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Kudos on the excellent use of the yeast model

Posted by madamescientist on 22 May 2012 at 20:30 GMT

Nice work, Ethan! There are at least two reasons I like this study. First, of course, is the use of yeast to model lysosomotropic effects of sertraline that contribute to toxicity in patients. Have you tried to reproduce your findings in a cell culture model (using bafilomycin, for instance)? We see a lot of overlap with our studies using amiodarone, another cationic amphipathic FDA approved drug that has toxic side effects.

Second, I like the idea of exploiting FDA approved drugs like amiodarone and sertraline as novel antifungals, against pathogenic yeasts and other microorganisms. We've seen limited efficacy against C. albicans, particularly against drug resistant strains and as chemosensitizers in combination with more conventional antifungals. Given that they target the membrane rather than a specific protein or pathway, drug resistance against CAD s does not appear so readily.

No competing interests declared.

RE: Kudos on the excellent use of the yeast model

eperlste replied to madamescientist on 23 May 2012 at 04:06 GMT


In response to your first point the answer is yes. We are currently working with the rat neuronal cell line PC12. Our goal for the next paper is to replace yeast cells with PC12 in all the assays described in this PLoS ONE paper. For starters, we've been using tritiated sertraline in cellular uptake assays with PC12 cells. We already have data showing that [3H]sertraline uptake is bafilomycin-sensitive. So the lysosomotropic component of sertraline uptake is definitely conserved, and we're now investigating the clathrin component.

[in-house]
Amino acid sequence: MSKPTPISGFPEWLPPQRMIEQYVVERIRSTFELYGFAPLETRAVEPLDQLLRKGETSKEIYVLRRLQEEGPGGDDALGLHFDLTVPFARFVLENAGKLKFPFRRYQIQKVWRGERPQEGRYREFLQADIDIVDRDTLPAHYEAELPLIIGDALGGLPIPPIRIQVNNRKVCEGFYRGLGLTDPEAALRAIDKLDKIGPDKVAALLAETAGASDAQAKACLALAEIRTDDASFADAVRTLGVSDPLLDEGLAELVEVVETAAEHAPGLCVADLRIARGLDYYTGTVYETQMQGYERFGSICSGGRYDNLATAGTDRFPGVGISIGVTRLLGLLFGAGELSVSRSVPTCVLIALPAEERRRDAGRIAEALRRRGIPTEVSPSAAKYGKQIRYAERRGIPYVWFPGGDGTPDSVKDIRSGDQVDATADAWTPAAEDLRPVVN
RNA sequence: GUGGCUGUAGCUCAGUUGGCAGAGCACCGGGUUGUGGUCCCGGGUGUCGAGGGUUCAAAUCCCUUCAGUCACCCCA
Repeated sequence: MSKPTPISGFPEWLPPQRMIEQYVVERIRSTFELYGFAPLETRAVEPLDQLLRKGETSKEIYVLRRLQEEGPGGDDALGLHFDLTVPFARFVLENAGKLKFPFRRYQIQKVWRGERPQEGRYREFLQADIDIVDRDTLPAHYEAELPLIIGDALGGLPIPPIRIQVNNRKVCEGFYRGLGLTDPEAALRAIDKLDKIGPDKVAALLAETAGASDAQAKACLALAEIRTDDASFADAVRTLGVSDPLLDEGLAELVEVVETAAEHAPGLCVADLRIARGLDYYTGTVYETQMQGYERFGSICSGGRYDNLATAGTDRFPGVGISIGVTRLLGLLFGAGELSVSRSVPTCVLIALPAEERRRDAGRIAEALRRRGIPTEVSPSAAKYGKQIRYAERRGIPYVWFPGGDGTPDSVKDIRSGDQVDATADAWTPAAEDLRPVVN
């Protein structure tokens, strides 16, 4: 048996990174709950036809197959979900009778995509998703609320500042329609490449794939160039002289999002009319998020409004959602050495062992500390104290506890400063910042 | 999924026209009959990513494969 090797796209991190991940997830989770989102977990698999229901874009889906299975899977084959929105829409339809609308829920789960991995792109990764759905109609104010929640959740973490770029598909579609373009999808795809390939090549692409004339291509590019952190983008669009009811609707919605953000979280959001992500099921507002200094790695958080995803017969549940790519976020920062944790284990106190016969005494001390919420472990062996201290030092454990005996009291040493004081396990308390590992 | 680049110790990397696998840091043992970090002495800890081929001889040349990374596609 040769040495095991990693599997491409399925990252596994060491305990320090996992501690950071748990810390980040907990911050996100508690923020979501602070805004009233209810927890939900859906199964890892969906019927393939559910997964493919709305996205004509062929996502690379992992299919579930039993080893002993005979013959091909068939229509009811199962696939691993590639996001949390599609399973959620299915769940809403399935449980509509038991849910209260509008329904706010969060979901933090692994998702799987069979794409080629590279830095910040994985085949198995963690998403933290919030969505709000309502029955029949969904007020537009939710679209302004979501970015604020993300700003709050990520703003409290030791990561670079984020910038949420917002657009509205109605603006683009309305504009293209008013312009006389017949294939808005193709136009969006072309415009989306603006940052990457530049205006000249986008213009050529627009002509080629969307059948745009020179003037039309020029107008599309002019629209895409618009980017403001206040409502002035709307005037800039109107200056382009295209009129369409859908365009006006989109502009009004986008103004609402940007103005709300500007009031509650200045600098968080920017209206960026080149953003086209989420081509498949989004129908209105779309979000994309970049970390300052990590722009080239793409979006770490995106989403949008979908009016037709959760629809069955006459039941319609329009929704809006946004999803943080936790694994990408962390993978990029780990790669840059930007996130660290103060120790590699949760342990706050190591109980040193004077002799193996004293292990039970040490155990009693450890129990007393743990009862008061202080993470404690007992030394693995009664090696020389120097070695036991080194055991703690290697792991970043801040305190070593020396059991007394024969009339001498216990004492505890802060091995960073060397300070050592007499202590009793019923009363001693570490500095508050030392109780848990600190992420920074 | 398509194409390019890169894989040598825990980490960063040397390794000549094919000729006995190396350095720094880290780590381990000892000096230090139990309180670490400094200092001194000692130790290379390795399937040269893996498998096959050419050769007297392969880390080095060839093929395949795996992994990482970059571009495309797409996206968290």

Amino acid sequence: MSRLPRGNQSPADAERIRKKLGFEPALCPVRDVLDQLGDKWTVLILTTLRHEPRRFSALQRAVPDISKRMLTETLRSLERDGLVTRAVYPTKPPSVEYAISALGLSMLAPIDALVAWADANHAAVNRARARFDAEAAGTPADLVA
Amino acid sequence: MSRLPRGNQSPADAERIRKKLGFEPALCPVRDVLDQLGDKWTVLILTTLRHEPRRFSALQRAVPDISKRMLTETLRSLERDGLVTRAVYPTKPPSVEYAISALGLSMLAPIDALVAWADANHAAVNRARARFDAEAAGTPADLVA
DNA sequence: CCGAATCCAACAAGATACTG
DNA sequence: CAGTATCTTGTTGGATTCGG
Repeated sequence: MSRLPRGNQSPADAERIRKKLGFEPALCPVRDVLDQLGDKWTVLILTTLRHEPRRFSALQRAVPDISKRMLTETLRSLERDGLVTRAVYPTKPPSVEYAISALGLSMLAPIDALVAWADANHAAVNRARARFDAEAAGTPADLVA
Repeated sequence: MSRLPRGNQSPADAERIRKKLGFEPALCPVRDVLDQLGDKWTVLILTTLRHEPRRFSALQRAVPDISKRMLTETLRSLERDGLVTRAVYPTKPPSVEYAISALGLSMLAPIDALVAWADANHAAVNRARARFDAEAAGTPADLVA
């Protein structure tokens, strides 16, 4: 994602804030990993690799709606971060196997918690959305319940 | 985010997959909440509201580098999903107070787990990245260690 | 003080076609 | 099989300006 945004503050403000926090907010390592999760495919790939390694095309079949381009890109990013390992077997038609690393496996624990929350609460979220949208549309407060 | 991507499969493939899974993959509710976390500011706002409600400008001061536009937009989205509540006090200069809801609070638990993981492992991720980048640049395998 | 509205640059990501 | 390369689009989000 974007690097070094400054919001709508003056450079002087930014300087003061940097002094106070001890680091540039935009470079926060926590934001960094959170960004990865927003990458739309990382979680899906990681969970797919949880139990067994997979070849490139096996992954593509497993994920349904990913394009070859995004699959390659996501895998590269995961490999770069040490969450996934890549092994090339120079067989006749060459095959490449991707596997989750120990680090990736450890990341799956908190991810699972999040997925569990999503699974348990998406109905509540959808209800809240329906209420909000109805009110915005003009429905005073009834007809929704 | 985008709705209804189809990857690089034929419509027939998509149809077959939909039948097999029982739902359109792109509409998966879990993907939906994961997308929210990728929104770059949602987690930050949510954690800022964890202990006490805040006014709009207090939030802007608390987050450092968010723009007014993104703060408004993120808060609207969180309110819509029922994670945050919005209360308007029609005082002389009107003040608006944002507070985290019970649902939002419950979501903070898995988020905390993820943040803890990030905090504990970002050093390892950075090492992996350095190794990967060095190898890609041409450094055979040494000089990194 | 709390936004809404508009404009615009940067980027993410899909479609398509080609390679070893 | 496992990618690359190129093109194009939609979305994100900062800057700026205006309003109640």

I should caution that I suspect that membrane accumulation may be relevant to the therapeutic effects of sertraline, not just the unwanted side effects. Recall that SSRIs are actually quite tolerable in most patients, at least compared to older tricyclic antidepressants which were largely replaced by SSRIs starting in the 90s. So outright toxicity of SSRIs in humans is supposedly rare.

As to your second point I agree that repositioning/repurposing SSRIs as antifungal agents is an attractive idea that was first proposed by the Austrian group which originally published on the antifungal effect of sertraline on Candida cells. I think you're correct in stating that the paths to clinical drug resistance stemming from a membrane-based cytotoxicity would be fewer for pathogenic yeast, especially if a cationic amphipath were given in combination with other classes of antifungals. But again I would caution that just because the membrane is a drug target doesn't mean that the drug-membrane interaction is non-specific. Phospholipids are chiral after all, and there is a tremendous structural diversity of lipid molecules in cellular membranes, from head group diversity to backbone diversity to acyl chain diversity. Our notions of specificity are shaped (no pun intended) by drug-protein interactions. Drug-membrane interactions are still terra incognita, IMHO.

No competing interests declared.